February 5th, 2015
Brad Frost tells you to get excited.
I’ve always been a huge fan of C. I have no doubt that my C skills aren’t what the used to be, but speed aside there’s something fantastic about how much C lets you get your hands dirty and forces you to know how every little thing works. Sure it’s just another abstraction, but I like to think it’s the perfect amount of abstraction.
Fantastic interview with Loren Brichter. Really love his advice for developers starting out...
Remember that nothing is magic. Even though it seems like you’re working at the top of a stack of impenetrable abstractions, they’re made by people (who were probably rushed, or drunk, or both). Learn how they work, then figure out how to minimize your dependence on them.
One of the things I wanted to do better in 2015 was write in my journal. I’ve been following this excellent list of prompts from the Art of Manliness. Yesterday’s challenge was to write a personal manifesto and it’s something that really resonated with me.
There are so many things in life pulling us in a million directions. If you aren’t intentional about what matters to you and what you’re striving to make of your life every day, you can get lost in the sea of crap. Writing a personal manifesto can give you a rubric for spending time and making decisions.
The word manifesto traces its roots to the Latin manifestum, which means clear or conspicuous. A manifesto is defined as a declaration of one’s beliefs, opinions, motives, and intentions. It is simply a document that an organization or person writes that declares what is important to them.
A manifesto functions as both a statement of principles and a bold, sometimes rebellious, call to action. By causing people to evaluate the gap between those principles and their current reality, the manifesto challenges assumptions, fosters commitment, and provokes change.
I’m still working out the details, and will be for some time, but I wanted to start by just laying out the areas of my life I want to address in my manifesto
I’m still sussing out what each of these means. A couple of them are related, so I might try to fold them into each other for simplicity. But these are the areas I landed on that are important to me. That I want to be conscious of every day. One aspect that’s missing is my work. Not because it isn’t important, but because I’m still trying to thoughtfully address it. I want to nail the essence of why my work matters to me and where I pull the meaning from.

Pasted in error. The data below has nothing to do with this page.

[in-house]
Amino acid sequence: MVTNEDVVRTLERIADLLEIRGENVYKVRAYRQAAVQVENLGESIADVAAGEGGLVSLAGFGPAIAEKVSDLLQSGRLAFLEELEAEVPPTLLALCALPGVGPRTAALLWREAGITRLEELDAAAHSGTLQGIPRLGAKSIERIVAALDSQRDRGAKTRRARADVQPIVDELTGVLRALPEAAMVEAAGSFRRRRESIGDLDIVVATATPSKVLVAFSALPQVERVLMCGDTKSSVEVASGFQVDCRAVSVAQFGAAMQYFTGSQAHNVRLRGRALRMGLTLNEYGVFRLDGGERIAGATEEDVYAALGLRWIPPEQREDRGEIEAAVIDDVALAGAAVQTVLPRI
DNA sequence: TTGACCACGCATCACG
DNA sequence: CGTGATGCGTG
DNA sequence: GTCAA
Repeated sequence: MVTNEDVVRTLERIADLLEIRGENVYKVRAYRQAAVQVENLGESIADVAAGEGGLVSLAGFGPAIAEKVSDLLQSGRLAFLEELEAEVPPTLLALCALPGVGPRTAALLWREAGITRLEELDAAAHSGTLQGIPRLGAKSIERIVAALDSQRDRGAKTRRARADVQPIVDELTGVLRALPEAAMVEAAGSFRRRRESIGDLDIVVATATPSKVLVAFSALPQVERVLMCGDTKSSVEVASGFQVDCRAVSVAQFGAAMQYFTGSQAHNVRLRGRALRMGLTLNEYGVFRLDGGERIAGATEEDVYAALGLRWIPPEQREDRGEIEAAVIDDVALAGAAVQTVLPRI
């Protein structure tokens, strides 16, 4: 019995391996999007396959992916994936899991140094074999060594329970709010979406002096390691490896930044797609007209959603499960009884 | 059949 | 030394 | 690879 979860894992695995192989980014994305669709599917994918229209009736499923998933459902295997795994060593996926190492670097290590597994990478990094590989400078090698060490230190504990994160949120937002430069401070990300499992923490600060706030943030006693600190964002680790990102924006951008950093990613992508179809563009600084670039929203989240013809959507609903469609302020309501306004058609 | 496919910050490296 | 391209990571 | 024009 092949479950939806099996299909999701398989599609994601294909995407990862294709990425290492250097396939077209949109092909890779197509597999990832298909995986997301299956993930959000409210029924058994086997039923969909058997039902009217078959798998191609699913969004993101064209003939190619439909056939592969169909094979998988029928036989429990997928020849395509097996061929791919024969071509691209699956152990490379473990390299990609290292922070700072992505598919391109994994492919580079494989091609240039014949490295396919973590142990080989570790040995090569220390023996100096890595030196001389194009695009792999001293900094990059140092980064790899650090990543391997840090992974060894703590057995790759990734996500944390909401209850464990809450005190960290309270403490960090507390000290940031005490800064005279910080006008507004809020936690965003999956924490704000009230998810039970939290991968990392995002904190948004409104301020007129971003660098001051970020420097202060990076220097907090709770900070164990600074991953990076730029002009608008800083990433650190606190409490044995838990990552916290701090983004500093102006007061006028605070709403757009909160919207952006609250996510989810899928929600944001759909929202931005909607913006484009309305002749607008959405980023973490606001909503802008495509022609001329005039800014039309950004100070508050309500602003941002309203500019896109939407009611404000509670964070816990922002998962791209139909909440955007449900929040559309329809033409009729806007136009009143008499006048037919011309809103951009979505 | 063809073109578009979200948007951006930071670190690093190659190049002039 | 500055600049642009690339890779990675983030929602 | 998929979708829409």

We’ve started using Agile in our team at ESPN, and the experience has made me see just how discombobulated my strategy for working on side projects is. Starting this week, I’m taking some Agile-ish concepts and getting them into my workflow.
One of the problems I have is I’ve got two (well, three, but one has been way on the back burner) projects going on at once and I’m constantly going back and forth on this and that. This context switching from day to day even makes it almost impossible to make real progress.
Each week I’m doing a little sprint. Each sprint will focus on one project. For now I’m just going to cycle through all three projects week by week. Taking away my ability to just hack on the little thing I want to hack on will help me get shit done. If the nature of deadlines or tasks that need to be done requires it, I will adjust my plan a bit. But I want to make sure I’ve got my weeks’ planned well in advance.
I’m pulling my projects and tasks into Omnifocus and doing my planning there. I really want to love Omnifocus, but it feels like the learning curve is so steep. So if you have any tips or workflows for Omnifocus, I’d love to hear them. If it ends up creating too much friction I’ll just move back to Things, which has been my old standby for years now.
Maintaining discipline with a project you work on alone is tough. It’s time to get proactive about my planning.
It’s ok to fail. It’s ok to lose. It’s ok to be depressed.
I’ve had this one queued up for a while to share. Too long really. If you’re struggling with depression, talk to someone.
I’ve come up with something I’m calling ”The Universal Sandwich Theory". Follow along with me here: A sandwich made with bad ingredients and poorly made bread will be a horrible sandwich. A sandwich made with good ingredients but poorly made bread will be a bad sandwich. A sandwich made with great ingredients but poorly made bread will be a mediocre sandwich. Conversely, a sandwich made with bad ingredients and great bread will be a mediocre sandwich. A sandwich made with good ingredients and great bread will be a great sandwich. A sandwich made with great ingredients and great bread will be a fantastic sandwich. Bread is the most important ingredient of any sandwich. When making a sandwich, focus on getting the best bread you can. It makes whatever is happening in the middle better. (This also applies to way more than sandwiches.)
Completely agree. This is why I don’t like standard whole wheat bread. It’s dryness just completely ruins any sandwich for me.
Also definitely applies to burgers. I’ve had a lot of really good burgers (medium rare, with some mayo in case you need to know), but what separates the great ones is the buns.
I think this is a fantastic shift. Open vacation policies can be difficult to navigate and leave you feeling guilty even when you take a minimum time off. It’s hard to track how much time your coworkers are off, but you always tend to fear looking like you aren’t working. Butts in seats != work. I’m a fan of open vacation policies and shorter work weeks. Not just because it makes life a little easier, but I think at the very least, it doesn’t reduce productivity.